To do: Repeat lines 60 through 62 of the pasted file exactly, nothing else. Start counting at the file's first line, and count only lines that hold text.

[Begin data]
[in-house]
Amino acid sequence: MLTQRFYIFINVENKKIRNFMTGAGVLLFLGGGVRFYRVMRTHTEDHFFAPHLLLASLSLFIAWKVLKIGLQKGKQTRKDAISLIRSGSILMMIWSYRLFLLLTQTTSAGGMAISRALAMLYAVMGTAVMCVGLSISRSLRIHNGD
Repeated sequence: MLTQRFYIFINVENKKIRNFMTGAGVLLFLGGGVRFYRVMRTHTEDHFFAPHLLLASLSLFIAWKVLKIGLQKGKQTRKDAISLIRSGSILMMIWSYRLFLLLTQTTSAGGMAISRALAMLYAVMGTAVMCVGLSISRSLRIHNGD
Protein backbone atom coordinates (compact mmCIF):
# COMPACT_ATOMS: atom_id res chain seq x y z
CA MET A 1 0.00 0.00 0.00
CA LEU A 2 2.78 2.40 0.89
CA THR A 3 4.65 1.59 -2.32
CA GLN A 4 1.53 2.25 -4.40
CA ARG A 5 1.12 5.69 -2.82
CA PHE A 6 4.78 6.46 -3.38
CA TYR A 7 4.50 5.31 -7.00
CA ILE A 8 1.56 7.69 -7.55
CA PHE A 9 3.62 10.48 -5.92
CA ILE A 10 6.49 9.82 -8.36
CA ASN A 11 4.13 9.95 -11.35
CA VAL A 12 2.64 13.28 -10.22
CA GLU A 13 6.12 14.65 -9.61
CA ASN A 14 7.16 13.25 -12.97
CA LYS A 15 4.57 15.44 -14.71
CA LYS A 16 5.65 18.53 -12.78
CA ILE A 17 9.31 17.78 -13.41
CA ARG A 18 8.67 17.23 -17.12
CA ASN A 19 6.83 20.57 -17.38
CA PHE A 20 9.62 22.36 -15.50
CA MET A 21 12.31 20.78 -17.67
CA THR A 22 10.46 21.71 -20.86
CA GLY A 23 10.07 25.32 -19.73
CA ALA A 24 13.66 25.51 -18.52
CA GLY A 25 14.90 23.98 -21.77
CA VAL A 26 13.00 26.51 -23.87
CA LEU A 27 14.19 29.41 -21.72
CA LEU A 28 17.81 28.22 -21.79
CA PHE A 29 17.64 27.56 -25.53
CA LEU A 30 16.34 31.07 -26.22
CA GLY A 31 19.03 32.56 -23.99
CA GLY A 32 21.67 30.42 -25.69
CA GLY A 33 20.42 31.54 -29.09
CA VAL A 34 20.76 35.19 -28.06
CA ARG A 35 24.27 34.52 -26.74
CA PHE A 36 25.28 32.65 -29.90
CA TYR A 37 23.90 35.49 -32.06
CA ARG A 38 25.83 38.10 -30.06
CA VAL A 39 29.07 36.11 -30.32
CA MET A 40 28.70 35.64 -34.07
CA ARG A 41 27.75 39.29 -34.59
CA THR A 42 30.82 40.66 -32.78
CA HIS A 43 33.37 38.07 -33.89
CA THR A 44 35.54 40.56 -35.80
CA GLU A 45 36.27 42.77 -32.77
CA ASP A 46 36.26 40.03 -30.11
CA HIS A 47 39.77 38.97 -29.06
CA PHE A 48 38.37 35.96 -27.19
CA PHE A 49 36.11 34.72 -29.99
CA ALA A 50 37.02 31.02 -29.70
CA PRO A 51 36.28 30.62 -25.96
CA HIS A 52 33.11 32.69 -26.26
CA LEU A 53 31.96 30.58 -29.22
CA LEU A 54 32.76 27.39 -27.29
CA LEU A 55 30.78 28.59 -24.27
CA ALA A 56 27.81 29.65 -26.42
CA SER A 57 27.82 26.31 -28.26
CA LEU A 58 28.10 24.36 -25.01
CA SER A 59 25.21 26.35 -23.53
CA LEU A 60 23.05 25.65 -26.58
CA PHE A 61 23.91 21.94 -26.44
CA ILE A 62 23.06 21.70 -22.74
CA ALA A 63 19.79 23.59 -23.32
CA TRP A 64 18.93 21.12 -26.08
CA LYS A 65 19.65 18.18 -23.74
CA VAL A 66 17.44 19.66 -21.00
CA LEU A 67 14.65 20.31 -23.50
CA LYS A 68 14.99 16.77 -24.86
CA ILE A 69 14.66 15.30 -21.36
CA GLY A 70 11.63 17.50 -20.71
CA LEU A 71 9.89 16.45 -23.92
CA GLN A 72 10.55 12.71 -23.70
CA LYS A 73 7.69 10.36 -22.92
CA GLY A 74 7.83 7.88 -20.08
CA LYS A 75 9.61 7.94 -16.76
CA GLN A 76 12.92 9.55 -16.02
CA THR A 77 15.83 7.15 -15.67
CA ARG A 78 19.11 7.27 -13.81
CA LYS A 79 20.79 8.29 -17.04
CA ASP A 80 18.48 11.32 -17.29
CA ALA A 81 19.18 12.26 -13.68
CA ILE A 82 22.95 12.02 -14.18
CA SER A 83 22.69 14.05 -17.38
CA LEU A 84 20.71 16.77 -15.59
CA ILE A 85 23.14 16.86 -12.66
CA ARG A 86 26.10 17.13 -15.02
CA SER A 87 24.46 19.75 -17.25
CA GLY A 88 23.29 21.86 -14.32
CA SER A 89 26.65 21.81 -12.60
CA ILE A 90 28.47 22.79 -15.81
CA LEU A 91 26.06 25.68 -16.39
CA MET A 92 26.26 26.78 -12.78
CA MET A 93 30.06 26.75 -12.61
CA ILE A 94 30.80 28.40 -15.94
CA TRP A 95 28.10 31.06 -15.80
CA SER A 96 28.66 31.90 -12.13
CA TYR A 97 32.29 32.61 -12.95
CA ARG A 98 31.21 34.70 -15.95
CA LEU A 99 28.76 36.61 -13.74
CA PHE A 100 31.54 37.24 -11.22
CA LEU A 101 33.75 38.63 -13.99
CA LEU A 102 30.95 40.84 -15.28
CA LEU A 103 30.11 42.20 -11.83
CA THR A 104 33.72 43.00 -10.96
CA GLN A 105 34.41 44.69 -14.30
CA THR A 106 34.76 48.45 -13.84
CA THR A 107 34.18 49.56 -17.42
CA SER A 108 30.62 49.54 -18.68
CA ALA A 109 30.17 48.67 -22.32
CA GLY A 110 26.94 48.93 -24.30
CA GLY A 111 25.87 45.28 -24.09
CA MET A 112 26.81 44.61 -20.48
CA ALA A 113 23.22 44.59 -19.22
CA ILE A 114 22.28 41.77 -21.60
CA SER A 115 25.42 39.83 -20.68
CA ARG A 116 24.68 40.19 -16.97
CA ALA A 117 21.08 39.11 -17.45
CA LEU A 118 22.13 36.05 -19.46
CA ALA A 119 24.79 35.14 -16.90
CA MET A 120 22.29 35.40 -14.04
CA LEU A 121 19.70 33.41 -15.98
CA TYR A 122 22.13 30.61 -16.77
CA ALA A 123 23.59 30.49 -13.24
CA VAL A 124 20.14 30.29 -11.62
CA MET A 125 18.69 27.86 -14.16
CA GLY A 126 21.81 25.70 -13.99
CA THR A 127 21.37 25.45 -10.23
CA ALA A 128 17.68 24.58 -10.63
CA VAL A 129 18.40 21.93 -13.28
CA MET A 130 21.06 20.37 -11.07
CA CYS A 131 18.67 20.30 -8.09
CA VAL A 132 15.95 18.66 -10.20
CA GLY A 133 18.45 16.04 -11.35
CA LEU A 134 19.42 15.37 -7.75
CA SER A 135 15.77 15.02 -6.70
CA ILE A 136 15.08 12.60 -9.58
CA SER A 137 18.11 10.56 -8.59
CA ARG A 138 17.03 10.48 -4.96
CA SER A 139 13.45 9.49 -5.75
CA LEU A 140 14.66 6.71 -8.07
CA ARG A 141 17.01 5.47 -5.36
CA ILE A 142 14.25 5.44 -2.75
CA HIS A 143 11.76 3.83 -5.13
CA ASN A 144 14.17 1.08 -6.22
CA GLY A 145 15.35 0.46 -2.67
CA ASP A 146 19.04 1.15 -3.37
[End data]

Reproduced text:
CA LEU A 55 30.78 28.59 -24.27
CA ALA A 56 27.81 29.65 -26.42
CA SER A 57 27.82 26.31 -28.26